Cortical thickness development of human primary visual cortex related to the age of blindness onset

Li, Qiaojun, Song, Ming, Xu, Jiayuan, Qin, Wen, Yu, Chunshui and Jiang, Tianzi (2016) Cortical thickness development of human primary visual cortex related to the age of blindness onset. Brain Imaging and Behavior, 11 4: 1-8. doi:10.1007/s11682-016-9576-8


Author Li, Qiaojun
Song, Ming
Xu, Jiayuan
Qin, Wen
Yu, Chunshui
Jiang, Tianzi
Title Cortical thickness development of human primary visual cortex related to the age of blindness onset
Journal name Brain Imaging and Behavior   Check publisher's open access policy
ISSN 1931-7565
1931-7557
Publication date 2016-07-28
Sub-type Article (original research)
DOI 10.1007/s11682-016-9576-8
Open Access Status Not yet assessed
Volume 11
Issue 4
Start page 1
End page 8
Total pages 8
Place of publication New York, NY, United States
Publisher Springer New York LLC
Language eng
Subject 2741 Radiology Nuclear Medicine and imaging
2808 Neurology
2805 Cognitive Neuroscience
2728 Clinical Neurology
2804 Cellular and Molecular Neuroscience
2738 Psychiatry and Mental health
2802 Behavioral Neuroscience
Abstract Blindness primarily induces structural alteration in the primary visual cortex (V1). Some studies have found that the early blind subjects had a thicker V1 compared to sighted controls, whereas late blind subjects showed no significant differences in the V1. This implies that the age of blindness onset may exert significant effects on the development of cortical thickness of the V1. However, no previous research used a trajectory of the age of blindness onset-related changes to investigate these effects. Here we explored this issue by mapping the cortical thickness trajectory of the V1 against the age of blindness onset using data from 99 blind individuals whose age of blindness onset ranged from birth to 34 years. We found that the cortical thickness of the V1 could be fitted well with a quadratic curve in both the left (F = 11.59, P = 3 × 10) and right hemispheres (F = 6.54, P = 2 × 10). Specifically, the cortical thickness of the V1 thinned rapidly during childhood and adolescence and did not change significantly thereafter. This trend was not observed in the primary auditory cortex (A1), primary motor cortex (M1), or primary somatosensory cortex (S1). These results provide evidence that an onset of blindness before adulthood significantly affects the cortical thickness of the V1 and suggest a critical period for cortical development of the human V1.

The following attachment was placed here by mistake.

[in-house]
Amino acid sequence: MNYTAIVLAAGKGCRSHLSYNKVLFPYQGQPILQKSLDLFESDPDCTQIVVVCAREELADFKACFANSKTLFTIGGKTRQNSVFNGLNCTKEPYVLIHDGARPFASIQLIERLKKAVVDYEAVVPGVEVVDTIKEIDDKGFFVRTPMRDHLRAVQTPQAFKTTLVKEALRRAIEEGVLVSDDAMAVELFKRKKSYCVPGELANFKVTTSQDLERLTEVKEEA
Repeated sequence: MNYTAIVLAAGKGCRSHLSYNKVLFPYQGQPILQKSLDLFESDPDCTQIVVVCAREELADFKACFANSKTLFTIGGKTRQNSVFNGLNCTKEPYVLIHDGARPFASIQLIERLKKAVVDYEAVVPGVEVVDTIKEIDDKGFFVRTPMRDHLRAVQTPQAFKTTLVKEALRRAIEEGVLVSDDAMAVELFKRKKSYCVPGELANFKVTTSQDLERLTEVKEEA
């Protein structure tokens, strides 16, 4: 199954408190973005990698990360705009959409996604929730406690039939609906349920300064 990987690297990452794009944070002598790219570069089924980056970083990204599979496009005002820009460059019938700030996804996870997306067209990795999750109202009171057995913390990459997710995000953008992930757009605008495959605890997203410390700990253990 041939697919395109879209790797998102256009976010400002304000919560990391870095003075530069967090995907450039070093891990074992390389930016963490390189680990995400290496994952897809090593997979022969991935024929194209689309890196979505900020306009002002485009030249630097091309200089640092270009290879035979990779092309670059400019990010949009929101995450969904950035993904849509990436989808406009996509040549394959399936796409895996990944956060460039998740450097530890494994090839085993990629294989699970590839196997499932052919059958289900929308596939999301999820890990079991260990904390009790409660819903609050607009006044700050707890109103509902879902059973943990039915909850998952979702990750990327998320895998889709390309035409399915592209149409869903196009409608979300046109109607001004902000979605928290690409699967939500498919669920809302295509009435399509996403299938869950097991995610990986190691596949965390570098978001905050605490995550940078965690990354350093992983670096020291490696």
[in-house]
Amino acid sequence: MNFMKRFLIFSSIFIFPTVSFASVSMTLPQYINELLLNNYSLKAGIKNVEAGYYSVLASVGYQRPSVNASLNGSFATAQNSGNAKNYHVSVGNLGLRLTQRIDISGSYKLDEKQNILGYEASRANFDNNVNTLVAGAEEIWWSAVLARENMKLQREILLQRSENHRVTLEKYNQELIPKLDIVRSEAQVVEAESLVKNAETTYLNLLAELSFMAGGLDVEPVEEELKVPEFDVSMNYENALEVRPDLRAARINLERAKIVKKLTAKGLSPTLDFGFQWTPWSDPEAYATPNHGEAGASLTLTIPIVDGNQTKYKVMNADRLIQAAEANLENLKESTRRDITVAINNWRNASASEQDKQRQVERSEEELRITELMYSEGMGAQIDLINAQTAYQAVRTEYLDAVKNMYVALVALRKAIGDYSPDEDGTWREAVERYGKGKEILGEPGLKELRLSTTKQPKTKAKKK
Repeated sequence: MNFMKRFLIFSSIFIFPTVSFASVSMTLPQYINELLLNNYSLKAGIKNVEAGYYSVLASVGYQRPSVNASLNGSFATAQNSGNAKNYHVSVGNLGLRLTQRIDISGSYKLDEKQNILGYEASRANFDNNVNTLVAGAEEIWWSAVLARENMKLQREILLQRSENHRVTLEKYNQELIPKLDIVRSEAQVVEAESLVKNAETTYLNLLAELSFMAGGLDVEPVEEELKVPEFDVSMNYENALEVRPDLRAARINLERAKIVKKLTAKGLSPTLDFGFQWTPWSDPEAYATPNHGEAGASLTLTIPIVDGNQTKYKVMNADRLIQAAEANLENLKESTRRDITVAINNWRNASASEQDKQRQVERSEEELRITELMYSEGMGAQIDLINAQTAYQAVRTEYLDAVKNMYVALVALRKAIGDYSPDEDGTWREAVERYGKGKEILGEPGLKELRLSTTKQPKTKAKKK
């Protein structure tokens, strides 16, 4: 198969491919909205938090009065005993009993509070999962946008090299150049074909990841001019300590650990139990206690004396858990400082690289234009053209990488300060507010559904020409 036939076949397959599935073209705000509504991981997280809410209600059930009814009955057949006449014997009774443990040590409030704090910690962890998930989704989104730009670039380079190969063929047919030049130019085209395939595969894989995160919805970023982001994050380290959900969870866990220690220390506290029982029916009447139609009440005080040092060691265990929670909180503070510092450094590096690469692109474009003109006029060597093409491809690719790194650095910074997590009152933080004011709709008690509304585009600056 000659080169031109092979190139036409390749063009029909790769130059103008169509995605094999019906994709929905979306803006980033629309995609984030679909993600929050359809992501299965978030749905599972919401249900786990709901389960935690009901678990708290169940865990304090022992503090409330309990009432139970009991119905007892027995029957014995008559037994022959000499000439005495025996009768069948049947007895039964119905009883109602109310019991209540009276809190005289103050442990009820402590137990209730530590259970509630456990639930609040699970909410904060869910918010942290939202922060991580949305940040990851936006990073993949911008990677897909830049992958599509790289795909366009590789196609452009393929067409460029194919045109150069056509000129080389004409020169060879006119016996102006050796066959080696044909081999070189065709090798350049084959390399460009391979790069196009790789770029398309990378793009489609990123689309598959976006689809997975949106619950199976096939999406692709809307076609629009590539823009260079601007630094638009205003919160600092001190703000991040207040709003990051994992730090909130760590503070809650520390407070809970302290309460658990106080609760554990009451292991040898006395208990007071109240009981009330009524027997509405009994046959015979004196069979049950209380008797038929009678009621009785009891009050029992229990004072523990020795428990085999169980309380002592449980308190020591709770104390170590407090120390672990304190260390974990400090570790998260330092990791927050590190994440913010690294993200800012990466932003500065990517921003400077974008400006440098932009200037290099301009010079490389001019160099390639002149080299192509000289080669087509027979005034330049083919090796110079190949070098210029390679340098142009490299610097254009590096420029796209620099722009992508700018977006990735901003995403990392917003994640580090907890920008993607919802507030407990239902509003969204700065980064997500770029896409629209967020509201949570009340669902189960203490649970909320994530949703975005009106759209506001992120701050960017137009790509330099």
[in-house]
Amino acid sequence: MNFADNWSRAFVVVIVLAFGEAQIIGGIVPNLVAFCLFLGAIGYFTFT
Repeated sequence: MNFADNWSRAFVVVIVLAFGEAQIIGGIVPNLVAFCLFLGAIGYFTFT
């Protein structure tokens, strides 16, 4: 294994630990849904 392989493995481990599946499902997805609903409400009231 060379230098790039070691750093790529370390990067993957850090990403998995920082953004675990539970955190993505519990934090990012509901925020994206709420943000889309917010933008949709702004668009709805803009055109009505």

Formatted abstract
Blindness primarily induces structural alteration in the primary visual cortex (V1). Some studies have found that the early blind subjects had a thicker V1 compared to sighted controls, whereas late blind subjects showed no significant differences in the V1. This implies that the age of blindness onset may exert significant effects on the development of cortical thickness of the V1. However, no previous research used a trajectory of the age of blindness onset-related changes to investigate these effects. Here we explored this issue by mapping the cortical thickness trajectory of the V1 against the age of blindness onset using data from 99 blind individuals whose age of blindness onset ranged from birth to 34 years. We found that the cortical thickness of the V1 could be fitted well with a quadratic curve in both the left (F = 11.59, P = 3 × 10−5) and right hemispheres (F = 6.54, P = 2 × 10−3). Specifically, the cortical thickness of the V1 thinned rapidly during childhood and adolescence and did not change significantly thereafter. This trend was not observed in the primary auditory cortex (A1), primary motor cortex (M1), or primary somatosensory cortex (S1). These results provide evidence that an onset of blindness before adulthood significantly affects the cortical thickness of the V1 and suggest a critical period for cortical development of the human V1.
Keyword Adolescence
Age of blindness onset
Blindness
Cortical thickness
Primary visual cortex
Q-Index Code C1
Q-Index Status Provisional Code
Grant ID 81101040
91132301
91432302
Institutional Status UQ

Document type: Journal Article
Sub-type: Article (original research)
Collections: HERDC Pre-Audit
Queensland Brain Institute Publications
 
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